South African cities have been affected by a particular form of segregated, decentralized planning that has resulted in disconnected and dislocated areas within the urban system. The last four decades of urbanization, influx, changing markets, infrastructural constraints and unmanaged private forms of development have all affected city systems. As a result, our major urban centres are largely characterized by spatial, social and economic disparity and inequality.
To address these issues and to create integrated cities requires numerous interventions from government. In the past, however, such interventions have often been limited by capacity, resources and narrow assumptions of what is required.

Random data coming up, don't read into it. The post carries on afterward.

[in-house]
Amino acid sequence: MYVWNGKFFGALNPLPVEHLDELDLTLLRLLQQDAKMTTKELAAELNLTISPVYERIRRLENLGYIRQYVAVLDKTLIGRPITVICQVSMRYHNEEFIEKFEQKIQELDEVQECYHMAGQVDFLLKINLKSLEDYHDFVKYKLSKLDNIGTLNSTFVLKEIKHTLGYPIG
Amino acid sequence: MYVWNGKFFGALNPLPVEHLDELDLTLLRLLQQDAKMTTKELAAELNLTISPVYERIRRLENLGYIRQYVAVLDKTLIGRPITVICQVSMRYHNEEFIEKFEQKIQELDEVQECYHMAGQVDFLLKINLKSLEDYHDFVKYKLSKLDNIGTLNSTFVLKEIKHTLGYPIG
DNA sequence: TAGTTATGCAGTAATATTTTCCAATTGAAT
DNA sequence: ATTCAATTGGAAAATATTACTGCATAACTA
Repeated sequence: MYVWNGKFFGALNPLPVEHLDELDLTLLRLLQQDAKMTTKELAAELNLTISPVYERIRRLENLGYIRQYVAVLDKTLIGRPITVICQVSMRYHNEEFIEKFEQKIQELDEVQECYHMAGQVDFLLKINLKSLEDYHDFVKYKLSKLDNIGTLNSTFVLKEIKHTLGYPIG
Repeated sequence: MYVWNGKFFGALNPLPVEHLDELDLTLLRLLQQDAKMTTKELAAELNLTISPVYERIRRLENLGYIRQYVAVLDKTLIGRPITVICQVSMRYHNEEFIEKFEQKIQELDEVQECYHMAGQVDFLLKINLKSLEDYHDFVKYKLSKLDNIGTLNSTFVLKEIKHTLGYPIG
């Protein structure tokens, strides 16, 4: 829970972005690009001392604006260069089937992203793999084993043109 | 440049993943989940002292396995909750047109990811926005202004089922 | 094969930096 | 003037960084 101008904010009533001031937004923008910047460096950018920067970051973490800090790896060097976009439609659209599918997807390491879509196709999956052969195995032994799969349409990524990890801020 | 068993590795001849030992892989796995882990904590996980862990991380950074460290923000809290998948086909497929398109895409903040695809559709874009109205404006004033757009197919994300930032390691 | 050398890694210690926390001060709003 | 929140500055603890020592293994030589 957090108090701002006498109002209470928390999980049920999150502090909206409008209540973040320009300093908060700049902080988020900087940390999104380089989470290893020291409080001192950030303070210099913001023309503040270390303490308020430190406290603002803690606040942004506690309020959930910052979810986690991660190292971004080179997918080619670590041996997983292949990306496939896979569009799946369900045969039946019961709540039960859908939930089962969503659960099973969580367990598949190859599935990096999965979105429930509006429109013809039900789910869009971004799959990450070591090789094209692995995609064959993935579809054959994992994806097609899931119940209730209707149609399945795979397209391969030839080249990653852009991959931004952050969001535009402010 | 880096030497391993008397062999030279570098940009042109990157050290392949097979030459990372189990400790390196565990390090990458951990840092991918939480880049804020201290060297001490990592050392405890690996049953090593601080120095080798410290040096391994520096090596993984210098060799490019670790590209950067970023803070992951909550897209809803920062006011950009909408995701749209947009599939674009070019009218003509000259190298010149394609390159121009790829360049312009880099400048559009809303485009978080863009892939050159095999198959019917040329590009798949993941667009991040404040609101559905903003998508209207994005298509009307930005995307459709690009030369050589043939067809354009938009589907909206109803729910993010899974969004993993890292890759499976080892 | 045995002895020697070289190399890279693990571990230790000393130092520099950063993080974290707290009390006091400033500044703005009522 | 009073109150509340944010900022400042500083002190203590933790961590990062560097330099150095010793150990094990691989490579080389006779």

This paper is the first in a series of four papers that together look at how to use public property to realise value towards the integration and spatial transformation of South African cities. In this paper, an overall approach is set out, focusing on the relationship between value realisation of value, integration, and the creation of functional urban systems. The paper establishes a framework where value realisation is defined in economic, social and financial terms. Section two scopes the city, highlighting the integration needs and opportunities in relation to different settlement types. Section three then posits the overall approach against the different settlement types, considering how each form of settlement can be made more ‘valuable’ through targeted strategic interventions. The three annexures to this report provide a review of the urban systems in Johannesburg, Tshwane and Cape Town.
CAHF’s work in South Africa is supported by: